Rotateq (RV5) is in use since 2006 and Rotarix since 2008; and both are found to be quite effective against rotavirus infections.
Most children (about 9 out of 10) who get the vaccine will be protected from severe rotavirus disease. About 7 out of 10 children will be protected from rotavirus disease of any severity.
Vaccination also reduces the number of emergency visits, hospitalizations, and mortality.
The overall protection lasts for several years.
What are the side-effects of the rotavirus vaccines?
Most children experience no significant side-effects after rotavirus vaccines.
With RotaTeq, approx. 10% recipients may have diarrhea or vomiting. There may be greater chances of otitis media, nasopharyngitis or bronchospasm (wheezing).
With Rotarix, approx.10% recipients may experience irritability, and few may have cough, cold or flatulence.
With both vaccines, there is a slightly increased risk of intussusception (a type of intestinal obstruction where one part of intestine telescopes into the other).
What are the contraindications and precautions against these vaccines?
Severe reaction to the past dose of rotavirus, severe immunodeficiency and history of intussusception are the contraindications to rotavirus vaccines. Severe latex allergy is a contraindication for Rotarix vaccine as it is administered with latex-based applicator.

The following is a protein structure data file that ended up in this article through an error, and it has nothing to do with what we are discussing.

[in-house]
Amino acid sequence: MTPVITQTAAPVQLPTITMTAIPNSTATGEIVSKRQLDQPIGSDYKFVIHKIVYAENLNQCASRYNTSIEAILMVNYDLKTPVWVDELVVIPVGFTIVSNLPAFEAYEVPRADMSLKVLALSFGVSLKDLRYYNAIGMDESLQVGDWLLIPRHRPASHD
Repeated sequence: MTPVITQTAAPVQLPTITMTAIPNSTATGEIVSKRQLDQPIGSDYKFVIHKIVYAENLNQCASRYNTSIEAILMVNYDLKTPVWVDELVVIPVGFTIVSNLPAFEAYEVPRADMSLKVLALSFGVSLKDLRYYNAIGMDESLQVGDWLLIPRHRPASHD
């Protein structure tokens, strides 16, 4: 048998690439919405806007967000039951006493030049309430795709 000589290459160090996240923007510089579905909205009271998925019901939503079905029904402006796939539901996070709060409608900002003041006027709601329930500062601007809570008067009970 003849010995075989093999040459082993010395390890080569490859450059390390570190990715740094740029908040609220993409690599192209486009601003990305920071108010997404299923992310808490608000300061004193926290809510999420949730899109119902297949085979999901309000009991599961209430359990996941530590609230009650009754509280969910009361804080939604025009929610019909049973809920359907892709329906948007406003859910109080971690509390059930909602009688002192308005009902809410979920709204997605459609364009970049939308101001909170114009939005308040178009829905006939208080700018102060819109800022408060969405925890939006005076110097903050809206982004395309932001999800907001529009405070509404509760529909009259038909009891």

Any moderate or severe acute illness, chronic gastrointestinal diseases or altered immune status should be looked at as precautions.
What are the newer rotavirus vaccines?
There are many newer rotavirus vaccines that are already being used in certain countries.
Rotavac and Rotasiil vaccines are developed and being used in India; Rotavin is developed and being used in Vietnam, and Lanzhou Lamb Rotavirus vaccine is developed and being used in China. All these are oral vaccines.
Rotavac and Rotasiil are given in 3 doses at 6, 10 and 14 weeks; Rotavin is given in 2 doses at 2 and 4 months; and Lanzhou vaccine is given annually once to children from 2 months to 3 years of age.
Apart from these, there are multiple oral and injectable vaccines, which are currently in various stages of development.
- Rotavirus is the leading global cause of diarrhea or gastroenteritis in children under the age of 5 years.
- It affects millions of children and leads to thousands of deaths across the globe.
- There is no specific treatment or cure for rotavirus infection.
- Rotavirus vaccines offer a safe and effective prevention against this potentially deadly infection.